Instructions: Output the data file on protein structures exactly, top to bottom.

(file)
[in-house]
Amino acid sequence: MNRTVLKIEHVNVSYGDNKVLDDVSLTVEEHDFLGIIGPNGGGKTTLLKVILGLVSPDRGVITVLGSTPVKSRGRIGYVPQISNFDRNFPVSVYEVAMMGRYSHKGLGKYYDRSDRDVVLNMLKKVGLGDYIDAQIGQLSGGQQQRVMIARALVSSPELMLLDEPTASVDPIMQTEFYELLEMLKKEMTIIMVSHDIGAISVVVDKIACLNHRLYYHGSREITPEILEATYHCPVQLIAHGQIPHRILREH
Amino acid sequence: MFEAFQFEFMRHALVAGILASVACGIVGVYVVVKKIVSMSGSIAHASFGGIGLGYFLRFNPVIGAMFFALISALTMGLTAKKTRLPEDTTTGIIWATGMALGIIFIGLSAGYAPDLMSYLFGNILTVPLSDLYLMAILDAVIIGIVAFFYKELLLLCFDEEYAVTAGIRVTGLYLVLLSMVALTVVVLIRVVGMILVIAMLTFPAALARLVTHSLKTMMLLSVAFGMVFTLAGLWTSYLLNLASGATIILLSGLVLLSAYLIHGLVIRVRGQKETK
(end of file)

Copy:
[in-house]
Amino acid sequence: MNRTVLKIEHVNVSYGDNKVLDDVSLTVEEHDFLGIIGPNGGGKTTLLKVILGLVSPDRGVITVLGSTPVKSRGRIGYVPQISNFDRNFPVSVYEVAMMGRYSHKGLGKYYDRSDRDVVLNMLKKVGLGDYIDAQIGQLSGGQQQRVMIARALVSSPELMLLDEPTASVDPIMQTEFYELLEMLKKEMTIIMVSHDIGAISVVVDKIACLNHRLYYHGSREITPEILEATYHCPVQLIAHGQIPHRILREH
Amino acid sequence: MFEAFQFEFMRHALVAGILASVACGIVGVYVVVKKIVSMSGSIAHASFGGIGLGYFLRFNPVIGAMFFALISALTMGLTAKKTRLPEDTTTGIIWATGMALGIIFIGLSAGYAPDLMSYLFGNILTVPLSDLYLMAILDAVIIGIVAFFYKELLLLCFDEEYAVTAGIRVTGLYLVLLSMVALTVVVLIRVVGMILVIAMLTFPAALARLVTHSLKTMMLLSVAFGMVFTLAGLWTSYLLNLASGATIILLSGLVLLSAYLIHGLVIRVRGQKETK